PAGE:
Coming up next is my discussion with Deputy Assistant Director Cynthia Kaiser of the FBI Cyber Division talking about Volt Typhoon.



Dude, she is not that into you. 

And finally, our loose-lips-sink-ships desk tells of of one David Franklin Slater, a 63-year-old retired Army lieutenant colonel and former civilian employee at United States Strategic Command (USSTRATCOM), who was arrested for allegedly disclosing sensitive national defense information to an individual claiming to be a woman from Ukraine through a foreign dating site. While employed at USSTRATCOM, where he had Top Secret Security clearance, Slater reportedly sent secret Pentagon documents about Russia's war in Ukraine and discussed national defense information via email and messaging platforms. He was charged with one count of conspiracy and two counts of unauthorized disclosure of national defense information, actions described as potentially causing "serious damage to national security."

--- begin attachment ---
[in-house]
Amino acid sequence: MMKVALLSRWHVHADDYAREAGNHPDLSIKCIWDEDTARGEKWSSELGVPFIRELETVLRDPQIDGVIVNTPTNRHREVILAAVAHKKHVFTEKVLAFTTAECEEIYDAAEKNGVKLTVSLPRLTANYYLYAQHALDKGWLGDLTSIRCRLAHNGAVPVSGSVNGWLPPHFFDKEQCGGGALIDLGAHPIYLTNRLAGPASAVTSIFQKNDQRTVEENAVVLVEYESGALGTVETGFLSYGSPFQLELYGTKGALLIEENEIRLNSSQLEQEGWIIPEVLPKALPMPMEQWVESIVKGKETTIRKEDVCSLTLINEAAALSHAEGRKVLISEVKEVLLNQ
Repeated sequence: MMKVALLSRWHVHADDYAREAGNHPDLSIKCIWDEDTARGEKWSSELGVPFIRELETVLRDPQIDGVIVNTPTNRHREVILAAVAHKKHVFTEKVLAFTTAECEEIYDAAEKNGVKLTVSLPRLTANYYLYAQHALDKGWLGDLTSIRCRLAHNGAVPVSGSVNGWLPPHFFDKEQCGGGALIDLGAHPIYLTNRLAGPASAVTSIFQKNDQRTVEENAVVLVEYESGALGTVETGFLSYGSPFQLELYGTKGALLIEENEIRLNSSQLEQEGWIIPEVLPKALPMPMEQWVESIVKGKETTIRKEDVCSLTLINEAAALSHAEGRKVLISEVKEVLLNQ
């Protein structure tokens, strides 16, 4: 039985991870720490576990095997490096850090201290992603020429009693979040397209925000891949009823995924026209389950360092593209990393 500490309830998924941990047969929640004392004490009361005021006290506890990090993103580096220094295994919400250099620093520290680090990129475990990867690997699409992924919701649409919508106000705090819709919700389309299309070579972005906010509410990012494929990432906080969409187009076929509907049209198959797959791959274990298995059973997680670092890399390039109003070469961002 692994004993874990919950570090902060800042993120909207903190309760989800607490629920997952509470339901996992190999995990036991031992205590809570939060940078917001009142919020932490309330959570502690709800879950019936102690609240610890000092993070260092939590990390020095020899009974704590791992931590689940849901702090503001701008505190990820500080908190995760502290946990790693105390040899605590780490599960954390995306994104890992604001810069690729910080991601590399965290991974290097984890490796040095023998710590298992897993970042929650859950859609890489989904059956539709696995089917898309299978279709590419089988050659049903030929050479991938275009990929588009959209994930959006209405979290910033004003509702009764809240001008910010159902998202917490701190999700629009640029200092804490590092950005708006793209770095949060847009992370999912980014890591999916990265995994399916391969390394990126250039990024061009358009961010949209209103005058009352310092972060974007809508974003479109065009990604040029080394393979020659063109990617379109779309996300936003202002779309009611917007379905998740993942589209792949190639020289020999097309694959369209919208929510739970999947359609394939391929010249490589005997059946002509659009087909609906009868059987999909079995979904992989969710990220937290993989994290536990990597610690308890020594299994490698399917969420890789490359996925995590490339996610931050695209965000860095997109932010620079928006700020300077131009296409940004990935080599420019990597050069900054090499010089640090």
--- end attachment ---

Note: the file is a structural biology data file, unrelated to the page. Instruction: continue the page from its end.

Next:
Here’s a bit of advice. If your online crush suddenly shows undo interest in the mundane yet highly classified details of your day job, chances are they are not really that into you. Cut your losses, tell your bosses, and move on with your life.

And that’s the CyberWire.

For links to all of today’s stories, check out our Daily Briefing at the cyberwire dot com.


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This episode was produced by Liz Stokes. Our mixer is Tré Hester, with original music by Elliott Peltzman. Our executive producers are Jennifer Eiben and Brandon Karpf. Our executive editor is Peter Kilpe, and I’m Dave Bittner. Thanks for listening.